If you’ve been around organized conservatism for long, you’ve almost certainly heard of the 1960 Sharon Statement, long cited as a declaration of principles around which the then-burgeoning conservative movement could rally, much as the Port Huron Statement later served such a function for the New Left. At his blog QuickSilber, after discussing the somewhat varied religious viewpoints held by early National Review editors, Ken Silber writes:
But a better indicator, it seems to me, is the Sharon Statement, drafted by [M. Stanton] Evans and adopted by young conservatives in 1960 at William F. Buckley’s Connecticut estate. It was only by a close vote (44-40) that these conservatives decided to put the word “God” in the statement, and when they did it was to say: “That foremost among the transcendent values is the individual’s use of his God-given free will, whence derives his right to be free from the restrictions of arbitrary force.” The manifesto was, as Glenn Reynolds might put it, religious but not too much.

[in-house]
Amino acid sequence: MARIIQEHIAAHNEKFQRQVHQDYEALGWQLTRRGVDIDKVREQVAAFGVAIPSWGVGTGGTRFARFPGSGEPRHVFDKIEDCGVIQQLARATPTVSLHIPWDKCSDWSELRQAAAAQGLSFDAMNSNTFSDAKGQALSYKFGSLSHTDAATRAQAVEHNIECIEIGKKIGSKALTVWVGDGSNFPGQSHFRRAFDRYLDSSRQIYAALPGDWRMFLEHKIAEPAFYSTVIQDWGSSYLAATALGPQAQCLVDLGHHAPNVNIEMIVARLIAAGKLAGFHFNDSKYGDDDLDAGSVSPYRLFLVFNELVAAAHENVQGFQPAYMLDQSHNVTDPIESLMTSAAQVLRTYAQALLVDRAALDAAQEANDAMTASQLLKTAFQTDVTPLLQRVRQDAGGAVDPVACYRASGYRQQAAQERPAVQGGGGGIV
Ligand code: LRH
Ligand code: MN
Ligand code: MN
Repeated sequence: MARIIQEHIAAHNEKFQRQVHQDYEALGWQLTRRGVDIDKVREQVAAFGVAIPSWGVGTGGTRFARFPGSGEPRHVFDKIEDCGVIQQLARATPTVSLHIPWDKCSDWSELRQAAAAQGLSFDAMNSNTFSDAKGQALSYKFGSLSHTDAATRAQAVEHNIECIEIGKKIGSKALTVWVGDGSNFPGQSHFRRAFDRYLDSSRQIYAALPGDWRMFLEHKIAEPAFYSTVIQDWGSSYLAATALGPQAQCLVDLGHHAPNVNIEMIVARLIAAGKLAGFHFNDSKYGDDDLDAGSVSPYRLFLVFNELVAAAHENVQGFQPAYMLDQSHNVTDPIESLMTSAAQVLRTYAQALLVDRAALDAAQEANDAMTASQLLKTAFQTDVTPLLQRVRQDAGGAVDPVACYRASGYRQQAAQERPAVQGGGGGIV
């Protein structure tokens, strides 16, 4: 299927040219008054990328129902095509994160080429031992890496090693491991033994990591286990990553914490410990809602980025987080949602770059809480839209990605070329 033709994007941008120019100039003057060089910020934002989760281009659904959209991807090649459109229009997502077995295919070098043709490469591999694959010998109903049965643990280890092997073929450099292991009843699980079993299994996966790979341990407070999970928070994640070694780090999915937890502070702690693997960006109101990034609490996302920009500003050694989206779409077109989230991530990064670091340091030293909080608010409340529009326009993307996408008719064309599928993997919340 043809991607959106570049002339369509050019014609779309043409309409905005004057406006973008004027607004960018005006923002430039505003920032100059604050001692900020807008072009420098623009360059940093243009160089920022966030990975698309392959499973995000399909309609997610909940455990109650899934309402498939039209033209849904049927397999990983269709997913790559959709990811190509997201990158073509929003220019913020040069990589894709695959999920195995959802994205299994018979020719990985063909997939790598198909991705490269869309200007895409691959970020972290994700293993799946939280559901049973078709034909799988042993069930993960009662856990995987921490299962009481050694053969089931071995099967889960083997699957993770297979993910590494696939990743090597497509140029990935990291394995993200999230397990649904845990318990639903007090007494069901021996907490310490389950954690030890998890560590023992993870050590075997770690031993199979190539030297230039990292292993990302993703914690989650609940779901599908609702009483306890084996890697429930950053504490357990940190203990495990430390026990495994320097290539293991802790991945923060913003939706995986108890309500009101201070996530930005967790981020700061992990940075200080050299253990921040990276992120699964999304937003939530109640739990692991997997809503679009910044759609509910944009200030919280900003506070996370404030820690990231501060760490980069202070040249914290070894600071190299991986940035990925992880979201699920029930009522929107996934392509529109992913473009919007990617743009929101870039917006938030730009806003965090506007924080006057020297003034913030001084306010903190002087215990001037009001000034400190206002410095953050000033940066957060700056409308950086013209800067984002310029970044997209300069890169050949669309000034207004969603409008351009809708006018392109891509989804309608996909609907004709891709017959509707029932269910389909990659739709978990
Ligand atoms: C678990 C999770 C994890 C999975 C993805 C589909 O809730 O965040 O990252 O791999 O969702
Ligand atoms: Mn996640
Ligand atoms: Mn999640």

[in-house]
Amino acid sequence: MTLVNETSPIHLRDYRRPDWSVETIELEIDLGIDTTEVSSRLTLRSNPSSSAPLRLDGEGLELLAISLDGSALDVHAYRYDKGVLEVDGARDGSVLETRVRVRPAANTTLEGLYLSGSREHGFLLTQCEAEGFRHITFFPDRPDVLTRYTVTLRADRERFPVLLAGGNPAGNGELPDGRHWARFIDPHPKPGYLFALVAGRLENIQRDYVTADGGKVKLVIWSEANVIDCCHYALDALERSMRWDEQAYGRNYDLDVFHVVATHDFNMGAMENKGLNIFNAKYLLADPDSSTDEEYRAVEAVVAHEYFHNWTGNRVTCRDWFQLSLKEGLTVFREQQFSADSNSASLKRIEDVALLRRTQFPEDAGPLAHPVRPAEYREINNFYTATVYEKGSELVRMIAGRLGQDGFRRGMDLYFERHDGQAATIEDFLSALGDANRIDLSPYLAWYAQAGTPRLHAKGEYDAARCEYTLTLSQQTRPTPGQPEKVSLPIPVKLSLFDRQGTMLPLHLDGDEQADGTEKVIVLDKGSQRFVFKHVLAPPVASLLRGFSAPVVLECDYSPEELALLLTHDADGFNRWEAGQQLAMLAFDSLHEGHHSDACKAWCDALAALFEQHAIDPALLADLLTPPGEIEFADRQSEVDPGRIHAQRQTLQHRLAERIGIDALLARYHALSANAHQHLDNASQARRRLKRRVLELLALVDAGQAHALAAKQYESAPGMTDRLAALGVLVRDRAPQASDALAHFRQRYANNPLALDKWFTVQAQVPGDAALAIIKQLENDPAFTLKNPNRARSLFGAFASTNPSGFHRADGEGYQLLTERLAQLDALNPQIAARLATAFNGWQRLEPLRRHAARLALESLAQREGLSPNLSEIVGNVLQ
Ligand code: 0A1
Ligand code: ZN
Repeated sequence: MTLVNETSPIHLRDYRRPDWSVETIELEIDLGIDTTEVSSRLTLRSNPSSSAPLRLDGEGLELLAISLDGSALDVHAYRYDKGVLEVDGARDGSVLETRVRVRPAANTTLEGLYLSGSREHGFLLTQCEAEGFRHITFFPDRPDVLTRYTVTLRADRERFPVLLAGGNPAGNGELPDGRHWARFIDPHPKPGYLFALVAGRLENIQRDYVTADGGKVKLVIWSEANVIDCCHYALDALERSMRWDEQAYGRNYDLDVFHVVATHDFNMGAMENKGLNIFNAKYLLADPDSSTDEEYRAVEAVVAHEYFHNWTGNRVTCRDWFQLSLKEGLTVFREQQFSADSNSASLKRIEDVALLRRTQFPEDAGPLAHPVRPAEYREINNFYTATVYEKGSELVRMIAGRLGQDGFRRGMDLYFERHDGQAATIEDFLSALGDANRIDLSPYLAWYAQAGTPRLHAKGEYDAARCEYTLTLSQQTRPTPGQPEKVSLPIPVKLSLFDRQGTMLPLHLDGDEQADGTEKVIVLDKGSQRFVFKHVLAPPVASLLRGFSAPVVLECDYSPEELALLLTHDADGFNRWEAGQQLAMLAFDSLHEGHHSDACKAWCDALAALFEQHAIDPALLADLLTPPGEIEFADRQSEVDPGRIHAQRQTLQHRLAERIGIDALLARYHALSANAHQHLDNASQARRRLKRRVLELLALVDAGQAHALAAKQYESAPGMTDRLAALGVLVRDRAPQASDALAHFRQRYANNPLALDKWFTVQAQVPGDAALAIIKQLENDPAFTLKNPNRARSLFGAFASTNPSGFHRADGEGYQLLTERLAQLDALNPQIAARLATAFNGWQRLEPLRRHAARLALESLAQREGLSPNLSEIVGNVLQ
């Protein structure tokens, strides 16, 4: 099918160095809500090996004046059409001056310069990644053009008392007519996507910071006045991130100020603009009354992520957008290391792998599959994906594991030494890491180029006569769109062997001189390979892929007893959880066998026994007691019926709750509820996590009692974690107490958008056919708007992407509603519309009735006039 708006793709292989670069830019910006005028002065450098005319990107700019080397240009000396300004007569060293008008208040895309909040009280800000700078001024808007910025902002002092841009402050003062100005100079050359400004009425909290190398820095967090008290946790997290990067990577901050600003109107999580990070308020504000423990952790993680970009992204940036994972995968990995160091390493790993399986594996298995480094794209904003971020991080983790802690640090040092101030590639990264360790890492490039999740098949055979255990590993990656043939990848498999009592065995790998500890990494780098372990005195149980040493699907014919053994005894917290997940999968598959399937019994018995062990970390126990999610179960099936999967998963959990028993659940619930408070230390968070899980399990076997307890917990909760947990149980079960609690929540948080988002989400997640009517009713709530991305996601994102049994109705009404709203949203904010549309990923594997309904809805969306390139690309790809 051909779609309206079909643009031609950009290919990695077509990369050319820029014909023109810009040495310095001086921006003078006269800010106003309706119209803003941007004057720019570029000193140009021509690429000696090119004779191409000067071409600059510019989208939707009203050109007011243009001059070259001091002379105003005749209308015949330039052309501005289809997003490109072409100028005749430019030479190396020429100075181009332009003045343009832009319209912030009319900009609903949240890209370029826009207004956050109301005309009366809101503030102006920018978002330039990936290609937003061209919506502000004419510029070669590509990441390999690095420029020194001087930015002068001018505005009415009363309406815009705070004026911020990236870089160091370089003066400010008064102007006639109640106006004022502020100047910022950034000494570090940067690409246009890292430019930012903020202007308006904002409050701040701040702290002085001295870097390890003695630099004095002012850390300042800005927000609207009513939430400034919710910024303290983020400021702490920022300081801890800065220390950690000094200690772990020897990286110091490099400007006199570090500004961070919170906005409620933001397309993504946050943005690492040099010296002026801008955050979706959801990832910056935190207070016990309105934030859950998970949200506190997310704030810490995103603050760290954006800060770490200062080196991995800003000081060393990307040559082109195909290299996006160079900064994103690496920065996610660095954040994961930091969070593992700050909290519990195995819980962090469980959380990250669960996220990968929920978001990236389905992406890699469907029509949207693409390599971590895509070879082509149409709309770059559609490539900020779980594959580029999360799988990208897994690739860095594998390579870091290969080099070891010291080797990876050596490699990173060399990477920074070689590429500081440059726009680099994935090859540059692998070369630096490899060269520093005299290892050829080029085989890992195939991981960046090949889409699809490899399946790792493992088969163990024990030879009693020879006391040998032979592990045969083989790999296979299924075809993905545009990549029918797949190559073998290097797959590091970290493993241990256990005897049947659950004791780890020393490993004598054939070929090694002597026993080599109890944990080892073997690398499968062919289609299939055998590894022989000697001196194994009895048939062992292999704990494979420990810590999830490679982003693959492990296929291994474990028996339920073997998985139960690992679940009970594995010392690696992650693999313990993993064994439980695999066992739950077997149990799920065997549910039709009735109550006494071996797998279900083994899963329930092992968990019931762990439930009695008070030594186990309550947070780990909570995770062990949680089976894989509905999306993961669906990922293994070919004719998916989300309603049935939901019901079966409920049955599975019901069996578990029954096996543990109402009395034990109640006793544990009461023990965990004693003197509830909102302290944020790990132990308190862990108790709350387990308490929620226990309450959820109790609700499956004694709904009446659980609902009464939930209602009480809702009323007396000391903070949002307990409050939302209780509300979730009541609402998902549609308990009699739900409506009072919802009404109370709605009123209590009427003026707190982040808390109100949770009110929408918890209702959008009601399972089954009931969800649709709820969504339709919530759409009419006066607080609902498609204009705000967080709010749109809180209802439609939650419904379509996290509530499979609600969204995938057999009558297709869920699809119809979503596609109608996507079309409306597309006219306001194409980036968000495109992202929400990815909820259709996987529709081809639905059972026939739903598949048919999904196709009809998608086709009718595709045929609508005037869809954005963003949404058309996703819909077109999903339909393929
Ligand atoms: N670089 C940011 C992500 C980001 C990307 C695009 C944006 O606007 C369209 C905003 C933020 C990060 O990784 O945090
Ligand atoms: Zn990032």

And then in comments he adds:
Whether the slim majority in the Sharon group was correct or not, I think the closeness of the vote, and the paucity in their manifesto of what are now known as “social issues,” suggests that religion was present in conservatism in 1960 but less than dominant.
In retrospect, the statement’s choice of language can also be seen as a deft stroke of compromise: the religious conservatives got one definite tip of the hat toward their views, if only of a Sunday-politeness sort, while the large secular contingent (who then, as now, would have tended to skew toward individual-liberty-based versions of conservatism) were in effect assured that to the extent the movement drew on religious sentiment, it would be for the purpose of asserting the individual’s “right to be free from the restrictions of arbitrary force”. That foreshadowed what Grover Norquist was later to call the “leave us alone” coalition that was to hold together for a good long time as a political matter, even if battered almost beyond recognition now.